Is Your RV Past its Prime for Park Acceptance?

With the growing popularity of RV and motorhome camping, many families are purchasing used models.  In many cases, an owner may have been storing an RV for many years before accepting that it’s just not right for their family’s needs–resulting in 10 to 20-year-old models having 20,000 miles or less on their odometers.  With a little maintenance, these vehicles have many years of life in them.  But are park rules preventing them from being used?

Many parks struggle with keeping up a clean, family-friendly atmosphere.  Unfortunately, there is a segment of our population that resides in RVs full-time due to financial limitations.  These campers often have older models in physical and operational disrepair, and it may be difficult for park managers to move them off the property once they’ve set up camp.  As a result, many campsites have implemented “10-Year Old” rules which have created conversation and controversy amongst the RV community.

In essence, RV park owners with these rules feel that this limitation will keep permanent settlers from their parks as most of these travelers have models older than ten years of age.  On the other hand, there’s a large segment of RV owners who have successfully kept up their RV’s or travel with vintage models who have no desire to stay at a park past the point of being welcome.

What can you do if you have an older RV?

First of all, don’t dismiss a park because of a 10-year old rule posted on their website.  If you have an older RV, be sure to contact the park owner directly and provide them with this information to request an exception:

  1. The itinerary of your trip showing clearly the check-in and check-out plan for you at the park.
  2. The past several years of the professional maintenance history of your RV so they know it is in good repair.
  3. Interior and exterior pictures of the RV showing its cleanliness and overall condition.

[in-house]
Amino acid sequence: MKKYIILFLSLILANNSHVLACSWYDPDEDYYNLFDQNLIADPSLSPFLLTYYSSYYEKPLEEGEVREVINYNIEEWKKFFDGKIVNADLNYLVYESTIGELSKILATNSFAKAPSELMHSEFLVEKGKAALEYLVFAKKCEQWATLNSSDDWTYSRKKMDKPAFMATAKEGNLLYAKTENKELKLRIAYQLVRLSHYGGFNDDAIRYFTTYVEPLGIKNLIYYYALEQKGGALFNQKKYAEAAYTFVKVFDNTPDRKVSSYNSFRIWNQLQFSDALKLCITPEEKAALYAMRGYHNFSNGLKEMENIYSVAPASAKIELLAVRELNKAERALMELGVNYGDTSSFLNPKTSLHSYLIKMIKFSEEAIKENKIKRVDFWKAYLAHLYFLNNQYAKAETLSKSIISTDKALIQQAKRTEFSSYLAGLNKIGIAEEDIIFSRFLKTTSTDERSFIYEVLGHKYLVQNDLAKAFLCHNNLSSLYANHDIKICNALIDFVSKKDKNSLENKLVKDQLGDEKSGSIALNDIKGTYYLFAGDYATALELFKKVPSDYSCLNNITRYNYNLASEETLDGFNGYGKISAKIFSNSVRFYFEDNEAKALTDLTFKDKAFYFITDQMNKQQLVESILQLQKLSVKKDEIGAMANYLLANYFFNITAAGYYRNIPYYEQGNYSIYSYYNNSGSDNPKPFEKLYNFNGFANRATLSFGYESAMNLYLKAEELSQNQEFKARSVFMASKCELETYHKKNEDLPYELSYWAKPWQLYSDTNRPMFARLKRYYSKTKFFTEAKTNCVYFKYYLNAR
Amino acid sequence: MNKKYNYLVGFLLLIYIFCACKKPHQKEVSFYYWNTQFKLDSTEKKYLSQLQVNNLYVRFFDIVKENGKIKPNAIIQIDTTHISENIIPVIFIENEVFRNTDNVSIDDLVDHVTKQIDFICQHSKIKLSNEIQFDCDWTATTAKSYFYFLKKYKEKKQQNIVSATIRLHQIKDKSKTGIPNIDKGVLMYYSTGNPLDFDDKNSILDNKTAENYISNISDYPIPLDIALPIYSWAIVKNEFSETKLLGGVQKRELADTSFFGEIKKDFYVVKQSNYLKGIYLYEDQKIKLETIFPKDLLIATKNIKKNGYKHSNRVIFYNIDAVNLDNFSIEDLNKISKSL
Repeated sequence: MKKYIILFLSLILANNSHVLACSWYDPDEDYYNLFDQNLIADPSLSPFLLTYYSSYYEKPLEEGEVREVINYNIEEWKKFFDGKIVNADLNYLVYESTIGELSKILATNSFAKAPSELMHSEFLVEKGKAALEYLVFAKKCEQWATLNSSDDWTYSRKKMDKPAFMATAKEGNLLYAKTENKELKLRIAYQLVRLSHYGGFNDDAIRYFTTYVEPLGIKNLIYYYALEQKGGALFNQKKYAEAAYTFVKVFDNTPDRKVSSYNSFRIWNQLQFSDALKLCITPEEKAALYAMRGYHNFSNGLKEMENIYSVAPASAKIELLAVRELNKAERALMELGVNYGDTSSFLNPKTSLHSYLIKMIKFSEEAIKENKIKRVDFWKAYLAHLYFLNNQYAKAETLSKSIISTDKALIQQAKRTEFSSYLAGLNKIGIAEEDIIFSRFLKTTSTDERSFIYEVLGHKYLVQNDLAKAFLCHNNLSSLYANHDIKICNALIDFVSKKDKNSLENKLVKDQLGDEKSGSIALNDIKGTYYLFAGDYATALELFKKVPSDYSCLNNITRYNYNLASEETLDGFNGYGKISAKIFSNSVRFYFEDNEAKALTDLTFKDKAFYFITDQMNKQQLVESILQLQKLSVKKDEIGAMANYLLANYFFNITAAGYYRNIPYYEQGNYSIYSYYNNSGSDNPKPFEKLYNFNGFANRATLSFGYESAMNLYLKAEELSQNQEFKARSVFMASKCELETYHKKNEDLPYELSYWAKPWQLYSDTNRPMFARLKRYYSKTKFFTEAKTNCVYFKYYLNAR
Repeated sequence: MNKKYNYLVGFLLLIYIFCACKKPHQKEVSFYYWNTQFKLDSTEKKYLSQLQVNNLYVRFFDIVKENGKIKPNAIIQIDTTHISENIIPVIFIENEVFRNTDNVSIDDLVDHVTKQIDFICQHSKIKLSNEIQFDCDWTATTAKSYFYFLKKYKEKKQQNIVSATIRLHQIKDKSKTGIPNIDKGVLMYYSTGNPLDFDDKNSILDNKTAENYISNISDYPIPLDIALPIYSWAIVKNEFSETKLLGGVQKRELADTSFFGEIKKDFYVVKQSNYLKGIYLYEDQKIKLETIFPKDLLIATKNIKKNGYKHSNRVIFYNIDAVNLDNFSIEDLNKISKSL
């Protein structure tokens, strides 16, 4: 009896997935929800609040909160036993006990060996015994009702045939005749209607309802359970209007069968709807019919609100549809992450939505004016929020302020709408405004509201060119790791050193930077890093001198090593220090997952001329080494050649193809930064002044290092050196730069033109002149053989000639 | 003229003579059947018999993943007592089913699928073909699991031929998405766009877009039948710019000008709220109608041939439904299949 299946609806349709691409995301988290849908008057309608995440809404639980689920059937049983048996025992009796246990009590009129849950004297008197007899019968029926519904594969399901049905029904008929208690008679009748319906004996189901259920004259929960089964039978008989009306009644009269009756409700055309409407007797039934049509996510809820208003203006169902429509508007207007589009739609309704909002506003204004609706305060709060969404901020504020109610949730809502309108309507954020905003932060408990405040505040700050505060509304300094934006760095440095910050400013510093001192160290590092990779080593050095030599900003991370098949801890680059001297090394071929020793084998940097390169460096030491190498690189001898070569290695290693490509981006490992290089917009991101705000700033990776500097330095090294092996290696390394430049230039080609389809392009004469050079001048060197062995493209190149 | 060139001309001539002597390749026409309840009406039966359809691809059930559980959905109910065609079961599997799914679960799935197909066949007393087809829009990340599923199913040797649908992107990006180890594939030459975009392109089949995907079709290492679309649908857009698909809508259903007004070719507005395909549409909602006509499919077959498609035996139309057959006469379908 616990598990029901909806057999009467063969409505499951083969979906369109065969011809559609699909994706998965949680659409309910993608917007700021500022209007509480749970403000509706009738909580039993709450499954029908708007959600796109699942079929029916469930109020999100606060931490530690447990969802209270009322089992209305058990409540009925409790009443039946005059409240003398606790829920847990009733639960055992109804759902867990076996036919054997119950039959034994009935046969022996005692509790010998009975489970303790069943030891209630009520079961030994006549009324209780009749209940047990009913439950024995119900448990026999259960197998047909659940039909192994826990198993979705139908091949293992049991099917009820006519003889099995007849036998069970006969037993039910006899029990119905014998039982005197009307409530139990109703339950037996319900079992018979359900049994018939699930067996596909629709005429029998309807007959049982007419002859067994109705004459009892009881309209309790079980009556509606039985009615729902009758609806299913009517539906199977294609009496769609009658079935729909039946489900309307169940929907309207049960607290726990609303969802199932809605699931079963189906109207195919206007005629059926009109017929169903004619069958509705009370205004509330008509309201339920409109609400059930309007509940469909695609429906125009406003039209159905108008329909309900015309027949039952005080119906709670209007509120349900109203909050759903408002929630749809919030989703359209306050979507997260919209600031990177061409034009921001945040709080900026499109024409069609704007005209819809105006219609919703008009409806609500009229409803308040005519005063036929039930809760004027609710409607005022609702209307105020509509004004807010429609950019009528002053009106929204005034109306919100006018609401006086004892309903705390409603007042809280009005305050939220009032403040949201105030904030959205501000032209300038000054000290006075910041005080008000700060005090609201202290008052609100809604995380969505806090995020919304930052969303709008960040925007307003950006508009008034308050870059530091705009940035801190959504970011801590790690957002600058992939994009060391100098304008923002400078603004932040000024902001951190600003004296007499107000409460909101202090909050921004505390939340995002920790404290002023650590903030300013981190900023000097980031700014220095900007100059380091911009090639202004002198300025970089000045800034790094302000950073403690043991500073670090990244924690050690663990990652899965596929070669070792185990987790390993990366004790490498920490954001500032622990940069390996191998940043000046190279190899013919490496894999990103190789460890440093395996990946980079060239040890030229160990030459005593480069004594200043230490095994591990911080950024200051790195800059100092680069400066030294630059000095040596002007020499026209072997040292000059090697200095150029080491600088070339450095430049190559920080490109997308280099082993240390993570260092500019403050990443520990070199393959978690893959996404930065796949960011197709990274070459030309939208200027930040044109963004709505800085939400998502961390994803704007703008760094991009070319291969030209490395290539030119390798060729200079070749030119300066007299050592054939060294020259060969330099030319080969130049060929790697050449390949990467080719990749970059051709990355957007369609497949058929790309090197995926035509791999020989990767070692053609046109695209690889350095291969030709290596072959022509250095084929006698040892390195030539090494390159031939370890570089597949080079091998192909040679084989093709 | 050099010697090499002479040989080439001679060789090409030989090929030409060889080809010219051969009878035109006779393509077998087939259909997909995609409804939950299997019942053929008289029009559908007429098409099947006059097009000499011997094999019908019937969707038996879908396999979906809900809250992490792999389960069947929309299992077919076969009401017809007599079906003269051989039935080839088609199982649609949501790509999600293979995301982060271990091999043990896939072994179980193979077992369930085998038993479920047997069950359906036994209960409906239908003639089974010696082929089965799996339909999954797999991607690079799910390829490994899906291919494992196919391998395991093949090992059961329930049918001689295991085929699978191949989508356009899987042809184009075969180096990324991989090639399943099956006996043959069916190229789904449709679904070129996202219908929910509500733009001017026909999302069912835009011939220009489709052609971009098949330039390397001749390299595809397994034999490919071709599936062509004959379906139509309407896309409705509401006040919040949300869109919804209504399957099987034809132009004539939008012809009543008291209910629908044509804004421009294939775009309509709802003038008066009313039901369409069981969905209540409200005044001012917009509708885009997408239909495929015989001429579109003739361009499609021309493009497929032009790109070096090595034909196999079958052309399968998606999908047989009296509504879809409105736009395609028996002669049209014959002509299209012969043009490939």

4. If possible, include brief recommendations you’ve received from owners of previous parks you’ve visited.

How can you improve your older RV?

The average lifespan of an RV is 20 years or 200,000 miles.  With good maintenance, the mileage limitation often takes priority over the years.  If you’ve purchased an older RV with low miles, there are several steps you can take to increase your chances of being accepted into parks that otherwise ban models older than 10-years:

  1. Take your RV to a professional for a tune-up. Ensure it is fully functional–everything from lights, brakes, electrical systems/generator to air conditioning and awning operations.  Invest in upgrades for backup cameras and perform any repairs needed to be in fully functional condition.
  2. Perform a deep clean of the interior. Rent a carpet cleaner and wash all hard surfaces with a good cleanser.
  3. Repair interior issues. Even if that broken cupboard door and peeling wallpaper don’t make a difference in your ability to travel, it may make a difference in how park owners perceive your care of the vehicle.
  4. Replace UV-damaged or faded stripes and give the RV a good wax and polish. Youtube videos are available to show you how you can remove and replace worn stripes on the exterior of your RV.  With a lot of elbow grease, it’s an affordable upgrade that will make your RV look new.  Protect your RV from further damage with an RV wax.
  5. DuraFlap RV Mudflaps for Ford, Chevy, Dodge, GMC, Hummer, RV and lifted trucks.Replace worn RV mudflaps with a custom motor home mudflap from Duraflap. A new, customized mudflap not only protects your toad and other cars around you from flying road debris but will also give your RV a finished look that shows you care about your vehicle.  Additional tire mudflaps will protect the exterior of your RV from being damaged by rocks, mud, and ice being kicked up from the road.  Contact us today to learn more about how easy it is to add RV mudflaps to your motorhome.

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